A question was posted on StackOverflow about whether the ability existed on the Mac OS to match a talking head or face to the spoken phonemes of the built-in speech synthesizer. The answer is: of course there is, it’s a Mac! I’ll show you how it’s done.
Cocoa & Speech Synthesis
The two key terms for which to search the documentation are NSSpeechSynthesizer and NSSpeechSynthesizerDelegate (the protocol). It’s so ridiculously simple to do in code, the hardest part is making the images for each of the phonemes. About that, a disclaimer: my phoneme images are free to use but they’re horribly done. In fact, they’re first-season-of-South-Park bad. Maybe worse. Okay, definitely worse. Have a look for yourself.
Awful, right? Just awful. But funny and a whole lot of fun. With a little artistic talent, and a well-designed Quartz Composition, you could create a good-looking face with speech-synthesizer-controled mouth and maybe even realistically-moving cheeks, etc. Of course I won’t be going that far.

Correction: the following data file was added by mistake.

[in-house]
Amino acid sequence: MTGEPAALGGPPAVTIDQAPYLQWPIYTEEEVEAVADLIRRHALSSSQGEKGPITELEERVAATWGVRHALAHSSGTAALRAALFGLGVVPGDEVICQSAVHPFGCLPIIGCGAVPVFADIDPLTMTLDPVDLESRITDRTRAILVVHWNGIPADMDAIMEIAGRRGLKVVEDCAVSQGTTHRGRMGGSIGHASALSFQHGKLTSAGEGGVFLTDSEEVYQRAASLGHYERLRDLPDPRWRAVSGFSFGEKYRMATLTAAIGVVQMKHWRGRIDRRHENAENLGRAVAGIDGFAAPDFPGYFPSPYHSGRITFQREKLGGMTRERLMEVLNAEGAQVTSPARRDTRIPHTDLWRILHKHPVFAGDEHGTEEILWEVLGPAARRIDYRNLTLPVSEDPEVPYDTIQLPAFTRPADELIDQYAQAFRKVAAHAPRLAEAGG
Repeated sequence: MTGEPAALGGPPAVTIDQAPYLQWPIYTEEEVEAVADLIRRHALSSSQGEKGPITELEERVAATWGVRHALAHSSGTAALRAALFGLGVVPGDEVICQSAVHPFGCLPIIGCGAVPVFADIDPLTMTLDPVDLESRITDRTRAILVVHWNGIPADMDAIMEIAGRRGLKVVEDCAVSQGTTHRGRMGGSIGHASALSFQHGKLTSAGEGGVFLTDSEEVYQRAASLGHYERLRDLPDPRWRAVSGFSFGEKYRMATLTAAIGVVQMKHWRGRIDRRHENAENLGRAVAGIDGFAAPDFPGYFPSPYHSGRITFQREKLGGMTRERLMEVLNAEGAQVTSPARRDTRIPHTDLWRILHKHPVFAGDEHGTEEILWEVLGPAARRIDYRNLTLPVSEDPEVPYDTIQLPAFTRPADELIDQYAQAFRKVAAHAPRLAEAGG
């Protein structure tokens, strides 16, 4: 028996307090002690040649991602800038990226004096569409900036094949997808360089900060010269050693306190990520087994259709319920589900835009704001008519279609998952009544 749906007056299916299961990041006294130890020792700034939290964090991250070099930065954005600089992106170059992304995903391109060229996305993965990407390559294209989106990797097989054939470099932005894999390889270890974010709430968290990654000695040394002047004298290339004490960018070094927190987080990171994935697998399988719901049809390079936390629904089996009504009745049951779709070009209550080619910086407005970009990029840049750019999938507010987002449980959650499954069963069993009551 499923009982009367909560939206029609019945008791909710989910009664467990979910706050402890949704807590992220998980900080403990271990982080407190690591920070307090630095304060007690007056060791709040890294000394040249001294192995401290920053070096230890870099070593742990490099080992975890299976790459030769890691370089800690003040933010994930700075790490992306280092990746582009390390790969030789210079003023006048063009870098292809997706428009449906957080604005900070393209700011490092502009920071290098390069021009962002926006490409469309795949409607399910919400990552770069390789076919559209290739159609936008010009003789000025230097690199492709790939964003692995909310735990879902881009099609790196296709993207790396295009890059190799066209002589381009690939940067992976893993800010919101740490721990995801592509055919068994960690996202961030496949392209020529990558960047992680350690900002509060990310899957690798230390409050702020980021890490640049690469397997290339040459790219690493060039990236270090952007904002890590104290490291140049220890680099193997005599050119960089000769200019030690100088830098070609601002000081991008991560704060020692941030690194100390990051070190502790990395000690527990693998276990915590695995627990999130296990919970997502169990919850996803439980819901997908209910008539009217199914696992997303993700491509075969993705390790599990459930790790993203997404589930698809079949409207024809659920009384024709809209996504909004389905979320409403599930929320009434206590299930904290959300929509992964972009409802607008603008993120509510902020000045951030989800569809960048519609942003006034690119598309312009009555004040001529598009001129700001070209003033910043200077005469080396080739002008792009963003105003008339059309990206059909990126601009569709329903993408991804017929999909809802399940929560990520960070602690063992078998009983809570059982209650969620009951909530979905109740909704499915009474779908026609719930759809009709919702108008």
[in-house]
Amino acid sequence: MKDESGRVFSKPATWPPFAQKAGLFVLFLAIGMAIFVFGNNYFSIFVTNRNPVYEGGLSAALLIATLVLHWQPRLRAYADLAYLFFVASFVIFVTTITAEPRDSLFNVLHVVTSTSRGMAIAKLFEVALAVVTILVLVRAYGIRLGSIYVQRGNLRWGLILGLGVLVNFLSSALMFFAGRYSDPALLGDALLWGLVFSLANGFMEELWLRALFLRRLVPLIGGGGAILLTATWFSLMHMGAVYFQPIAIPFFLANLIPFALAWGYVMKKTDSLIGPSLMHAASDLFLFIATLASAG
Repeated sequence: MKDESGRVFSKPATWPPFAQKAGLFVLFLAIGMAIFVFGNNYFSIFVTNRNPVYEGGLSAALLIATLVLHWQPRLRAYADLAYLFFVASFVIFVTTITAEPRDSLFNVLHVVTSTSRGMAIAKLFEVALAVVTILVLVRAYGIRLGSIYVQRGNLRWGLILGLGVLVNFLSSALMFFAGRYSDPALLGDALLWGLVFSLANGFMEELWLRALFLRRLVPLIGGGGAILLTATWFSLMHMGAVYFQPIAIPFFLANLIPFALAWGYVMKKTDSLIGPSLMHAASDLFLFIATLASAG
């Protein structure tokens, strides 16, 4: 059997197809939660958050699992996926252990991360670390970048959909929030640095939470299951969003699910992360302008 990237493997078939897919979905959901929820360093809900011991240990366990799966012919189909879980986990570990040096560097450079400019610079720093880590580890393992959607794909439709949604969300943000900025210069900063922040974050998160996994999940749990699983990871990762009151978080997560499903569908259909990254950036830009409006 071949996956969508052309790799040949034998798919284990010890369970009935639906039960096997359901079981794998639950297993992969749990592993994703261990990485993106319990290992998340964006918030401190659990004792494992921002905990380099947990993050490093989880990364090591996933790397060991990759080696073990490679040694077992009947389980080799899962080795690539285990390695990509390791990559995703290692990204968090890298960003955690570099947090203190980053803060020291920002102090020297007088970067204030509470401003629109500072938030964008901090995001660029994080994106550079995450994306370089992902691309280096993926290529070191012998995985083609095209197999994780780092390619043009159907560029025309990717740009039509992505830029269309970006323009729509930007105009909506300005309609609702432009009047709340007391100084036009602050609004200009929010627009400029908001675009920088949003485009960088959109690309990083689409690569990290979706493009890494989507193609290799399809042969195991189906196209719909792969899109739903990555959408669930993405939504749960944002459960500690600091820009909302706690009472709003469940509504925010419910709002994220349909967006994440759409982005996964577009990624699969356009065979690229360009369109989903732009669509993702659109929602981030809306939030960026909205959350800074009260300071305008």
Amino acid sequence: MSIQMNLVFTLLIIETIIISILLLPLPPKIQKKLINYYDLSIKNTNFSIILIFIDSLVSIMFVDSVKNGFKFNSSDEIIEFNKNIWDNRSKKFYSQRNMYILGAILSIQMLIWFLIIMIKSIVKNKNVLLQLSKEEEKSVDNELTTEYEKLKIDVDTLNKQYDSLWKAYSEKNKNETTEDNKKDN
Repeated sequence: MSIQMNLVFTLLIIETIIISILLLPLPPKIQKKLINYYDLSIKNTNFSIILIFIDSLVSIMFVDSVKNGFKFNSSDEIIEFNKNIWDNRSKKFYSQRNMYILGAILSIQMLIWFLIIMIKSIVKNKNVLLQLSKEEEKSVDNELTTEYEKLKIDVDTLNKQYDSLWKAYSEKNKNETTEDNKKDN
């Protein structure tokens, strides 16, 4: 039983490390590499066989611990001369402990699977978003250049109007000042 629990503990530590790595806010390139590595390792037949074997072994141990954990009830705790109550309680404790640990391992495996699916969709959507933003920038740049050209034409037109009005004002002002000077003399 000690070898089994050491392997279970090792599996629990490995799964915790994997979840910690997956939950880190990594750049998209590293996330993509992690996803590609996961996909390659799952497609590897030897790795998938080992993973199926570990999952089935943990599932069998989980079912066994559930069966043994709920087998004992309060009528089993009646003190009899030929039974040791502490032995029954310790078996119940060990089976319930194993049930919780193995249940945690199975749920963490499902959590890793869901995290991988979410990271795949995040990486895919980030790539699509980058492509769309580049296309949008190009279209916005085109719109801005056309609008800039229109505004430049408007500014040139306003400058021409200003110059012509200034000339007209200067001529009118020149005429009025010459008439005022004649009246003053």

It’s a simple demo app. Nothing much to it. Everything you care about is in the App delegate class. Let’s ignore the UI and initialization-related code – we’re beyond that, aren’t we? Let’s take a high-level look.
First, the speech synthesizer class’s delegate methods let you know when a phoneme will be spoken (with an “op code” to identify the phoneme). It’ll also let you know when speaking has stopped (handy for not leaving your face’s mouth dangling rudely). Of course there’s a simple call to tell the synthesizer to start speaking a string. That’s really all you need.
I want to talk a little bit about the phoneme array approach I took. I couldn’t see any obvious means of translating the phoneme “op code” to the string-based identifiers listed in the Speech Synthesis Programming Guide’s Phonemes section, but then again, I didn’t really look too hard. I made (or duplicated) an image for each item in that list. Since the op codes seem to coincide (more or less) with the phoneme list, I simply made an array with each of the images in order of appearance in the phoneme list. To get the corresponding phoneme, I pass the op code as the array index. It works well enough, but some phrases ask for phonemes with op codes higher than the highest index, suggesting there are some missing from the documentation (tsk, tsk).
That’s all there is to it! It’s clear to see how easy this would be to refine (assuming you have an ounce of artistic abilities). The source is available here. Enjoy.